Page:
The role of the chief executive in health care has never been more important. How we appoint to such posts – and help our chief executives to be successful ‘in role’ – is one of our most important leadership issues. As the health systems evolves and new models of care emerge, chief executives who can successfully lead provider organisations and collaborate in the transformation of care are key.
Our highly successful Aspiring Chief Executive programme will be open for applications in September for our fourth cohort. A collaboration between the NHS Leadership Academy (as part of NHS England and NHS Improvement) and NHS Providers the programme forms part of a fully resourced, strategic response to the challenge of how we identify, develop and deploy our most senior leaders. Together, we have designed and delivered an exceptional development and challenging programme to prepare those with the potential to become chief executives in the next 12-24 months. Those participants who demonstrate their readiness to become chief executives by the end of the programme will gain the NHS Leadership Academy Chief Executive Award.
The programme doesn’t just aim to develop leaders who can lead their own organisation to a high standard. It also places clear emphasis on working within a complex and increasingly integrated health economy. It will provide you with the knowledge, skills, attitudes and behaviours to play a full role in reshaping care systems to provide new, sustainable models of care based on patient need. The design of the programme is underpinned by wide support across the health system and input from serving chief executives, chairs and system partners.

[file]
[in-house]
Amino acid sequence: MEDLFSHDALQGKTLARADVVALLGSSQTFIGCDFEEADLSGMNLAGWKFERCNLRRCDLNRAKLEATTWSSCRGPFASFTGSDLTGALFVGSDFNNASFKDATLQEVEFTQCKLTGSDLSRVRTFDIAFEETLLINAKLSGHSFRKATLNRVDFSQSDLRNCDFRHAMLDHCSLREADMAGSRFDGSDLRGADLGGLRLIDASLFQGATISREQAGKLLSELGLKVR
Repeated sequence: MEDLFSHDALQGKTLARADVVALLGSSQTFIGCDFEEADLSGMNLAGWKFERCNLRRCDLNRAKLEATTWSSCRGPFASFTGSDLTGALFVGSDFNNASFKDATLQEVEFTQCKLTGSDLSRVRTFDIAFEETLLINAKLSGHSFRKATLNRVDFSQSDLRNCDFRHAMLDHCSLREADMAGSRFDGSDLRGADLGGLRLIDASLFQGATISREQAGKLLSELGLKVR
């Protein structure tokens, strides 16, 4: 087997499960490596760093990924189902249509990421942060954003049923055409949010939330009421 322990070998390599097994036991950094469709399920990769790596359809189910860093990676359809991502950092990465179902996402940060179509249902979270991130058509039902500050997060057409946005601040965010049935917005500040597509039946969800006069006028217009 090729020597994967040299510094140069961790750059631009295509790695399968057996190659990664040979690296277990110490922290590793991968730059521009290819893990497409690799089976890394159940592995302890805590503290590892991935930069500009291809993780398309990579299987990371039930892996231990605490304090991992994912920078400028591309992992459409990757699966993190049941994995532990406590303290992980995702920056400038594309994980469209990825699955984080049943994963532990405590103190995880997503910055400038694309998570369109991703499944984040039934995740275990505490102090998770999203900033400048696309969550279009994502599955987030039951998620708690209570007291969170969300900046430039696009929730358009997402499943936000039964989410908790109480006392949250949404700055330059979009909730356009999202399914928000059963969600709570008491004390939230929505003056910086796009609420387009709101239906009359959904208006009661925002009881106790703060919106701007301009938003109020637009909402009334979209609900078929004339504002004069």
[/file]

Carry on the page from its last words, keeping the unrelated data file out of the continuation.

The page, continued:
This is a challenging programme that requires commitment from you and your sponsoring trust/organisation. There is no guarantee of a chief executive post at the end of it, but the benefits of the programme are clear.
To date, nearly 50 percent of the programme’s graduates have been appointed to lead provider trusts – and two of the current cohort of 14, who are due to graduate in December, have already secured chief executive roles. A summary of the full impact of the programme can be read here and to hear from some of those who have been through the programme and gone on to step up into chief executive roles, read their blogs here.
- develop a strong and sustaining network of colleagues already in or aspiring to chief executive roles within your cohort and from our programme alumni
- meet and work with key players across the system and have the opportunity to debate policy and approach with them
- receive mentorship from senior members of NHS England, NHS Improvement or NHS Providers
- receive talent management support in navigating your next career move
- enhance your ability to engage with patients, service users, carers and families of all backgrounds, enabling person-centred care in the local environment
- develop your ability to contribute effectively to system leadership, to manage the tension between leading your own organisation and being an effective system player, and to build on partnerships and local system working in the light of national trends and policy
- gain a full appreciation of the statutory and regulatory duties associated with an accountable officer role and a solid understanding of the regulatory and fiscal environment, and corporate governance
- gain real insight into the demands on a chief executive, including leading the development of strategy and organisational culture, managing an effective executive team, and navigating the key relationship with your chair
- be challenged to show your capacity to create a productive and inclusive culture for staff, irrespective of their background
- develop a critical awareness of your personal approach to leadership and the impact you have, defining your personal style, behaviour, and attitudes and readiness to lead change
- be challenged to understand your biases, blind spots and attitude to diversity and to demonstrate how you will lead actively to promote inclusion
- demonstrate your capacity to lead transformation in how healthcare is provided